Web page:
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17 Facts About Bukharan Jews
Bukharan Jews originally called themselves Bnei Israel, which relates specifically to the Israelites of Assyrian captivity.
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The term Bukharan Jews was coined by European travellers who visited Central Asia around the 16th century.
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Bukharan Jews are considered one of the oldest ethno-religious groups of Central Asia and over the years they have developed their own distinct culture.
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Many of the native Bukharan Jews were opposed to this and the community split into two factions.
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In 1843 the Bukharan Jews were visited by the so-called "Eccentric Missionary", Joseph Wolff, a Jewish convert to Christianity who had set himself the broad task of finding the Lost Tribes of Israel and the narrow one of seeking two British officers who had been captured by the Emir, Nasrullah Khan.
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Dozens of Bukharan Jews held prestigious jobs in medicine, law, and government, and many Jews prospered.
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Many Bukharan Jews became successful and well-respected actors, artists, dancers, musicians, singers, film producers, and sportsmen.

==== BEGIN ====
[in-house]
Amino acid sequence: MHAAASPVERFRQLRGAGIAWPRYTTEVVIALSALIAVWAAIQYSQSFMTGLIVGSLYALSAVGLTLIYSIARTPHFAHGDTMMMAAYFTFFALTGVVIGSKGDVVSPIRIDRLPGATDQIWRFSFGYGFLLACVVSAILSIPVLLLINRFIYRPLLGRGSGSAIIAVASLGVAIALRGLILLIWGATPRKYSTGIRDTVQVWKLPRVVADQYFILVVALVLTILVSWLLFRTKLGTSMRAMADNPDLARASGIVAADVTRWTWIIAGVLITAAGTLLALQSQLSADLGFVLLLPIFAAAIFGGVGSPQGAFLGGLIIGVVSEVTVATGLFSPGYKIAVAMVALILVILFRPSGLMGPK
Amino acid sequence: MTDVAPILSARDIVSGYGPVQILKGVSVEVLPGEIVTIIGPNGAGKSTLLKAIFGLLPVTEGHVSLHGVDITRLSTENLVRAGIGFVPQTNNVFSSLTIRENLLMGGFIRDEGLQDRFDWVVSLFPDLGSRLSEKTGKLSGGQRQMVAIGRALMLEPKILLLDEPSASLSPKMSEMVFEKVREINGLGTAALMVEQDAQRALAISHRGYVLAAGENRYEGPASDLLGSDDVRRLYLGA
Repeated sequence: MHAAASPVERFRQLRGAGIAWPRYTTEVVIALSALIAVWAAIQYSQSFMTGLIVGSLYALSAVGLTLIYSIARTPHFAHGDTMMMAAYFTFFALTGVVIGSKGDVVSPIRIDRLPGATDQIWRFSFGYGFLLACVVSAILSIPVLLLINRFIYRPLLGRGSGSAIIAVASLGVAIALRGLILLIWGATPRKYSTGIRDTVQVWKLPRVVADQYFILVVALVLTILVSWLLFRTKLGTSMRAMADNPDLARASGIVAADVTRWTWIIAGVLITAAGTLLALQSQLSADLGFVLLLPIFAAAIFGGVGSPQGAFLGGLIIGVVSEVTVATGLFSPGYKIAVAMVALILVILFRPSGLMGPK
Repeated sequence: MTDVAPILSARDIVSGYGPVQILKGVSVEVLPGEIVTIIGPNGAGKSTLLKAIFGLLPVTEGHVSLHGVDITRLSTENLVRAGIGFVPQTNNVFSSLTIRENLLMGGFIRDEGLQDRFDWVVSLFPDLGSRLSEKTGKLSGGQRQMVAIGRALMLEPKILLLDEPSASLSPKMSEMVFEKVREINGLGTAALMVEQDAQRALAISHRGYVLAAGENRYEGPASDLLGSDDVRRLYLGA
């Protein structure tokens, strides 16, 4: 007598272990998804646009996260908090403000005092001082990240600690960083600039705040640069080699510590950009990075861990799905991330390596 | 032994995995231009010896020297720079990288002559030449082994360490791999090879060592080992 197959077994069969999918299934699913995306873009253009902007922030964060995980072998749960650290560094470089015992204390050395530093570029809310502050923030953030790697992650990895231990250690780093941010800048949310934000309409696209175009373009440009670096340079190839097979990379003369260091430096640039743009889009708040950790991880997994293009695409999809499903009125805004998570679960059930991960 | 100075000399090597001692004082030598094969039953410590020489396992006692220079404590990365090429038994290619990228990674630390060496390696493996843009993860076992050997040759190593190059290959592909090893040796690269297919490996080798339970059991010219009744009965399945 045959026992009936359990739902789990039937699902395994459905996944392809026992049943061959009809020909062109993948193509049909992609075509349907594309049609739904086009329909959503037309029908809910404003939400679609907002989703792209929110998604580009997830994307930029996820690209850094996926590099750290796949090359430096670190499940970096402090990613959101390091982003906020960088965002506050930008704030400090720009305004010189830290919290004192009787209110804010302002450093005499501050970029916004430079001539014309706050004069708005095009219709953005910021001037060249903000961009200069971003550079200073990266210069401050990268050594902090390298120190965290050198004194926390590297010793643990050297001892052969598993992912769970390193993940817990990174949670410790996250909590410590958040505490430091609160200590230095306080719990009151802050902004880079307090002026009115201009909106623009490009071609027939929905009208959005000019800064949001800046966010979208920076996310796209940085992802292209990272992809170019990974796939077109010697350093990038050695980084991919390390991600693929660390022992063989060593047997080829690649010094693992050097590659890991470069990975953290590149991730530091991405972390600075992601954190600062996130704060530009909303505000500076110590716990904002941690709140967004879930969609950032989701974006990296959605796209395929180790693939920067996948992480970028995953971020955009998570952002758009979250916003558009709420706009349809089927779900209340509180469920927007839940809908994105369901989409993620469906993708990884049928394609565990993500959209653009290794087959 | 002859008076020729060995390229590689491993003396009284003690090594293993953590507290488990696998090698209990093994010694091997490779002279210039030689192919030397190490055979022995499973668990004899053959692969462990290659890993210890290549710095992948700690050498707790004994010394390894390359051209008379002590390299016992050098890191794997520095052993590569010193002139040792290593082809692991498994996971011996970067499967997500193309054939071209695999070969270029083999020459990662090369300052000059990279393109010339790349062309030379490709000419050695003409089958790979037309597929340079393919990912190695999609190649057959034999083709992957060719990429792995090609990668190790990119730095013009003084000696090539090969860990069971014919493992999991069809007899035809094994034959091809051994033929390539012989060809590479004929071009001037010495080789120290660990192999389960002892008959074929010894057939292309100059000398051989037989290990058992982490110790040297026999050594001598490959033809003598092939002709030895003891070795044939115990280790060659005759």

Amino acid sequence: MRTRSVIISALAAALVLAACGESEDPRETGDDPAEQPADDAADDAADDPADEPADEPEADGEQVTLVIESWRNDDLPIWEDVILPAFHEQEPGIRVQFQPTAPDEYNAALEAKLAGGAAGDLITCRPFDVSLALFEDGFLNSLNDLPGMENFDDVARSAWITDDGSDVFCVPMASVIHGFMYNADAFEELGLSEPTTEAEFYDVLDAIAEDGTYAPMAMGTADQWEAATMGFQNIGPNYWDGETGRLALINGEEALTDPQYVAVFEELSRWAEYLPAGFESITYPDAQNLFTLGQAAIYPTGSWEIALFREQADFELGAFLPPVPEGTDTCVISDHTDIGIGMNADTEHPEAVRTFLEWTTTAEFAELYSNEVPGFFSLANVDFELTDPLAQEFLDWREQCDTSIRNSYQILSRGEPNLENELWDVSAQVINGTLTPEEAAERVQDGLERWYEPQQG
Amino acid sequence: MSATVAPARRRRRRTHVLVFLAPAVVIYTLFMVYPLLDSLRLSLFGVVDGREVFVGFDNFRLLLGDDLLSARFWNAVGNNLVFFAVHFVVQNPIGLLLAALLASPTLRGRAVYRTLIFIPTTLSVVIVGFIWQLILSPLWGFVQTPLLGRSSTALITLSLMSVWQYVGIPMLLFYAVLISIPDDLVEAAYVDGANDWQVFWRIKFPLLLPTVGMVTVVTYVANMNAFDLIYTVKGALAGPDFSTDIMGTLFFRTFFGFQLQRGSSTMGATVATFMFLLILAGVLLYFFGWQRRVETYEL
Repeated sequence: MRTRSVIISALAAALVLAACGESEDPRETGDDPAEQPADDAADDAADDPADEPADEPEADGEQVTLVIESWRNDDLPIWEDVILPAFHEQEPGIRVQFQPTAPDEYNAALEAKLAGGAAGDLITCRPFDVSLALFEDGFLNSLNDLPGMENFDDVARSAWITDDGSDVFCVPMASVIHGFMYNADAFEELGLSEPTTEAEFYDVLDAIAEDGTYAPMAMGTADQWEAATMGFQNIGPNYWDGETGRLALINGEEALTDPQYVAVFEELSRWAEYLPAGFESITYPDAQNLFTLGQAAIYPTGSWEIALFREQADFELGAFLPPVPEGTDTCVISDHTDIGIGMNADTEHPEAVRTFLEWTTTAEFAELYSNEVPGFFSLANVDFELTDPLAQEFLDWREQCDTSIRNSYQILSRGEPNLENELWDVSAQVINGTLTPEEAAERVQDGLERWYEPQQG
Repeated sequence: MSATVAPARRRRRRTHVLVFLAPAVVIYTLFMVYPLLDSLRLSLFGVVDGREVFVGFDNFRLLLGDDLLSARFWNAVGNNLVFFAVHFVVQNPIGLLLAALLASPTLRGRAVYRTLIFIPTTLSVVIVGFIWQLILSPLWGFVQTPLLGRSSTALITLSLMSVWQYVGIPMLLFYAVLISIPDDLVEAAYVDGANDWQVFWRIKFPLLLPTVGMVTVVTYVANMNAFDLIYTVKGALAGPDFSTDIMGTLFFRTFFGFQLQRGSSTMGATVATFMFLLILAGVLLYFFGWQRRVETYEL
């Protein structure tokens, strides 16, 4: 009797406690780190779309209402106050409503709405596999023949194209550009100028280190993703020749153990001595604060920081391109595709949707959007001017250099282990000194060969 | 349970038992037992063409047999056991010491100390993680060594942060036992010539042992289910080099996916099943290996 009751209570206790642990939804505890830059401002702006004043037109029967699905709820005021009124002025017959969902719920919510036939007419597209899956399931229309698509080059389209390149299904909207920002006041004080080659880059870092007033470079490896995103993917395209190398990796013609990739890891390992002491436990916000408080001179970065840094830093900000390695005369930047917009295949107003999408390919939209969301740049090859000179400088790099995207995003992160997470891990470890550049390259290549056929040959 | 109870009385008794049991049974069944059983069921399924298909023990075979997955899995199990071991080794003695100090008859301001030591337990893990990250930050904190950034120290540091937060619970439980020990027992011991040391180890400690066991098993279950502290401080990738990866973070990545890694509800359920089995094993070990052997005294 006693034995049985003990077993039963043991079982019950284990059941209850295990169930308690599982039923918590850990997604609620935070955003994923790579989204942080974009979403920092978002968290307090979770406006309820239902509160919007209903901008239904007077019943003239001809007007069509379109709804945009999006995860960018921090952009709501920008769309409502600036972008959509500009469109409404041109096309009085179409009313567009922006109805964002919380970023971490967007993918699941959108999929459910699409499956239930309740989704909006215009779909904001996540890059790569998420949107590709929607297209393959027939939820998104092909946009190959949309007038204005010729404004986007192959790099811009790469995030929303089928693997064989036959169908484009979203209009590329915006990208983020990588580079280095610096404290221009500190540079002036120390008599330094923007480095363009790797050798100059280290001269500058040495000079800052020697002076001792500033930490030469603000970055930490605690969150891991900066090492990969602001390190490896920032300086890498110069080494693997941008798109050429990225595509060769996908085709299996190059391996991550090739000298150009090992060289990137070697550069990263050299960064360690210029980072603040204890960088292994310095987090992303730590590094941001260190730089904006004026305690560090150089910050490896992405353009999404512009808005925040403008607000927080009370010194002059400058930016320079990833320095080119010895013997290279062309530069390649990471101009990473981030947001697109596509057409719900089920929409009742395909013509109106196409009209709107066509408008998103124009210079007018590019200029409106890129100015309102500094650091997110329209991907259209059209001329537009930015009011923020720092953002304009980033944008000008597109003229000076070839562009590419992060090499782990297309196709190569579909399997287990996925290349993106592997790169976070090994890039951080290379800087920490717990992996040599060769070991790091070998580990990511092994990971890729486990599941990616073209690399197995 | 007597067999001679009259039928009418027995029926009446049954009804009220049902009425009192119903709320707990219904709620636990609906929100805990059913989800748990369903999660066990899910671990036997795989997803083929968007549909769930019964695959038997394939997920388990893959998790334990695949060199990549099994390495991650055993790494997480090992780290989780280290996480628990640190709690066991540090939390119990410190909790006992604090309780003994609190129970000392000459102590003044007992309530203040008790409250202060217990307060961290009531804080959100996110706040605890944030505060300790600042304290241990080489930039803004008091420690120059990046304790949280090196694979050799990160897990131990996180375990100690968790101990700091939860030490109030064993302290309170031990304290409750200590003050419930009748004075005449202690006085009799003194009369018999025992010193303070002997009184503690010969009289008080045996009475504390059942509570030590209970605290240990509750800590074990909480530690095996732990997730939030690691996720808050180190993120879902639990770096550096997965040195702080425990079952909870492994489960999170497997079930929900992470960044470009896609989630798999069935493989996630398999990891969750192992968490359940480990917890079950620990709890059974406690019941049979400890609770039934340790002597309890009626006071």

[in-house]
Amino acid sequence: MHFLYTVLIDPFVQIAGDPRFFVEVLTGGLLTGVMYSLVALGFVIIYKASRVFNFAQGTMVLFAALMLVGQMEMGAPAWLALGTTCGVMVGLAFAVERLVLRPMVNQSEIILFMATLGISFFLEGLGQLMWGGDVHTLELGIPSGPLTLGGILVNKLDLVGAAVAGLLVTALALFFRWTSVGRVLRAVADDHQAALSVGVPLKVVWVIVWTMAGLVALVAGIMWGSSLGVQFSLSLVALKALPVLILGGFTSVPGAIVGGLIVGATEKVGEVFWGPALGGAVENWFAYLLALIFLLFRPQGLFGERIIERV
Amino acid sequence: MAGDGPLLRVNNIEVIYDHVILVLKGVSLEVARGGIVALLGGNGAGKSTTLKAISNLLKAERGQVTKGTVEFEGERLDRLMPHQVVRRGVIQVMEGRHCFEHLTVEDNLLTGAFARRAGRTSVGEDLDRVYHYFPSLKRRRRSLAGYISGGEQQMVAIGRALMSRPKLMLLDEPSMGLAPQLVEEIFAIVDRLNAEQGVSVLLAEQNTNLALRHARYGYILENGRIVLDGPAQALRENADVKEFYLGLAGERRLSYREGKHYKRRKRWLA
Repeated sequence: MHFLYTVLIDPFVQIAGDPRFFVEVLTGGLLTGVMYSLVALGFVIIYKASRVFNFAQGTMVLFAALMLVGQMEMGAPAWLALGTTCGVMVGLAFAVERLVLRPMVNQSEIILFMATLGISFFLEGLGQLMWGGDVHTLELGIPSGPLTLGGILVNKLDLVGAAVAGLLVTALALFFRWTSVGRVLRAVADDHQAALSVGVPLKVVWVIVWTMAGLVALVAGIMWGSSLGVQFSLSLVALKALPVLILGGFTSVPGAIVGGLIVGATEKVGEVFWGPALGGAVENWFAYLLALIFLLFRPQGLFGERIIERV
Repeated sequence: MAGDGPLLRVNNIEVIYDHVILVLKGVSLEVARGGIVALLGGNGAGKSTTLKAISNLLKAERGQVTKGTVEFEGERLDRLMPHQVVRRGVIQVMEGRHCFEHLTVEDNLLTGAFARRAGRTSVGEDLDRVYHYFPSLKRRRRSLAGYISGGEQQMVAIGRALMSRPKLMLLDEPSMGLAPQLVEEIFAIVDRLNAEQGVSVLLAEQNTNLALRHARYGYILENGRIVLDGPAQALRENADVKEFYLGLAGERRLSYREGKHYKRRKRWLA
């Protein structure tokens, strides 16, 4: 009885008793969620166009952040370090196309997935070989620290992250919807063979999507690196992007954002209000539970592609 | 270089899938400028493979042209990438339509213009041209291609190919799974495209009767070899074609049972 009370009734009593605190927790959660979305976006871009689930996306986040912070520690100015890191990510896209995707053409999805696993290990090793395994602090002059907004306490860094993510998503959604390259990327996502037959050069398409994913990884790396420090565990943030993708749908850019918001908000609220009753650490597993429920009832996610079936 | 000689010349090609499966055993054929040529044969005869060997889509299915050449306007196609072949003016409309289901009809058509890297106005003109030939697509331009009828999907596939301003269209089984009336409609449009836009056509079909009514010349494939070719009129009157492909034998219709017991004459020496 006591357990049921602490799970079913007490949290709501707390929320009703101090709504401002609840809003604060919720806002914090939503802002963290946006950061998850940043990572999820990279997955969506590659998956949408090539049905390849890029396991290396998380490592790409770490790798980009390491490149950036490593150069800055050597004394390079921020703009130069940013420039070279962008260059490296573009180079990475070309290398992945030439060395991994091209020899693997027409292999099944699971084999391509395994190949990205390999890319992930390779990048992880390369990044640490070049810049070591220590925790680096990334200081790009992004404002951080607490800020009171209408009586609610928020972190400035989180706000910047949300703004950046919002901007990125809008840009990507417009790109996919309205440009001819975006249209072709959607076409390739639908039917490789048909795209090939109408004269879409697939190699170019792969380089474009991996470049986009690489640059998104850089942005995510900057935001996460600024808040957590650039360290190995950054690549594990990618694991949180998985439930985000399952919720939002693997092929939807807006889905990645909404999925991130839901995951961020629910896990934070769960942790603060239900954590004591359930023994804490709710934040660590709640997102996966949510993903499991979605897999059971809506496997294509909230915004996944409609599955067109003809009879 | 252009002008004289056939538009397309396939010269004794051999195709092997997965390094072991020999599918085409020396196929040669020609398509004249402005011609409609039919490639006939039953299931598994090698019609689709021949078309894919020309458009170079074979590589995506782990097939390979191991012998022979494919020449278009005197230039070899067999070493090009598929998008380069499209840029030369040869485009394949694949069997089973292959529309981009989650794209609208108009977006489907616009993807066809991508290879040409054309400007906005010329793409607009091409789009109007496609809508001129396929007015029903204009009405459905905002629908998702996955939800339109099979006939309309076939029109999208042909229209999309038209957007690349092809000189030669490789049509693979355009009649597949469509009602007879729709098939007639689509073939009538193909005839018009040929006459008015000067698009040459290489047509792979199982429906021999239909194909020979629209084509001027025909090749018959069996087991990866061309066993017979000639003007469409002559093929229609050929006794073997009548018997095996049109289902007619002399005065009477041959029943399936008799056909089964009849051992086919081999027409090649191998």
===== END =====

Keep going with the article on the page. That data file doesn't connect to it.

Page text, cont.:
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Still, Bukharan Jews were forbidden to ride in the streets and had to wear distinctive costumes.
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Bukharan Jews who had put efforts into creating a Bukharan Jewish Soviet culture and national identity were charged during Stalin's Great Purge, or, as part of the Soviet Union's nationalities policies and nation building campaigns, were forced to assimilate into the larger Soviet Uzbek or Soviet Tajik national identities.
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Currently, Bukharan Jews are mostly concentrated in the U S in New York City.
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In 2007, Bukharan-American Jews initiated lobbying efforts on behalf of their community.
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Bukharan Jews had their own dress code, similar to but different from other cultures living in Central Asia.
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Bukharan Jews have a distinct musical tradition called shashmaqam, which is an ensemble of stringed instruments, infused with Central Asian rhythms, and a considerable klezmer influence as well as Muslim melodies, and even Spanish chords.
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